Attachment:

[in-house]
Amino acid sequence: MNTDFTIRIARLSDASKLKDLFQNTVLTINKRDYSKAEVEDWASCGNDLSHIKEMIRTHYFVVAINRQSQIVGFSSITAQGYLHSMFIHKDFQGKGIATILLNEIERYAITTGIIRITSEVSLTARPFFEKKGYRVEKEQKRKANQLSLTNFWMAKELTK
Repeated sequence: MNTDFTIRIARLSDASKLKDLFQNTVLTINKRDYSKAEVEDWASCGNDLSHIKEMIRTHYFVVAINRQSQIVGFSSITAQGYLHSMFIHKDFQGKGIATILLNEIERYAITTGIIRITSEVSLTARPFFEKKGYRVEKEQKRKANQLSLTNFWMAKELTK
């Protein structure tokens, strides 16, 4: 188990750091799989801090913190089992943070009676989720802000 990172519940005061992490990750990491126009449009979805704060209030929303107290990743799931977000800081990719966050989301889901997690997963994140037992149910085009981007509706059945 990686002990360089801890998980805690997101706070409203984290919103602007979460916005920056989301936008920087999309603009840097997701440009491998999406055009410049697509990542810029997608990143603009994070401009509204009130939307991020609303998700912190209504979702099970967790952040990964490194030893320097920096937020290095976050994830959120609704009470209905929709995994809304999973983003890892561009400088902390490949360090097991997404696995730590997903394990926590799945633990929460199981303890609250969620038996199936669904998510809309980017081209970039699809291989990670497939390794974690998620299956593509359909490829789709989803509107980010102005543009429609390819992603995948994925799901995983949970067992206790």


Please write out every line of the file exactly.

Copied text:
[in-house]
Amino acid sequence: MNTDFTIRIARLSDASKLKDLFQNTVLTINKRDYSKAEVEDWASCGNDLSHIKEMIRTHYFVVAINRQSQIVGFSSITAQGYLHSMFIHKDFQGKGIATILLNEIERYAITTGIIRITSEVSLTARPFFEKKGYRVEKEQKRKANQLSLTNFWMAKELTK
Repeated sequence: MNTDFTIRIARLSDASKLKDLFQNTVLTINKRDYSKAEVEDWASCGNDLSHIKEMIRTHYFVVAINRQSQIVGFSSITAQGYLHSMFIHKDFQGKGIATILLNEIERYAITTGIIRITSEVSLTARPFFEKKGYRVEKEQKRKANQLSLTNFWMAKELTK
């Protein structure tokens, strides 16, 4: 188990750091799989801090913190089992943070009676989720802000 990172519940005061992490990750990491126009449009979805704060209030929303107290990743799931977000800081990719966050989301889901997690997963994140037992149910085009981007509706059945 990686002990360089801890998980805690997101706070409203984290919103602007979460916005920056989301936008920087999309603009840097997701440009491998999406055009410049697509990542810029997608990143603009994070401009509204009130939307991020609303998700912190209504979702099970967790952040990964490194030893320097920096937020290095976050994830959120609704009470209905929709995994809304999973983003890892561009400088902390490949360090097991997404696995730590997903394990926590799945633990929460199981303890609250969620038996199936669904998510809309980017081209970039699809291989990670497939390794974690998620299956593509359909490829789709989803509107980010102005543009429609390819992603995948994925799901995983949970067992206790």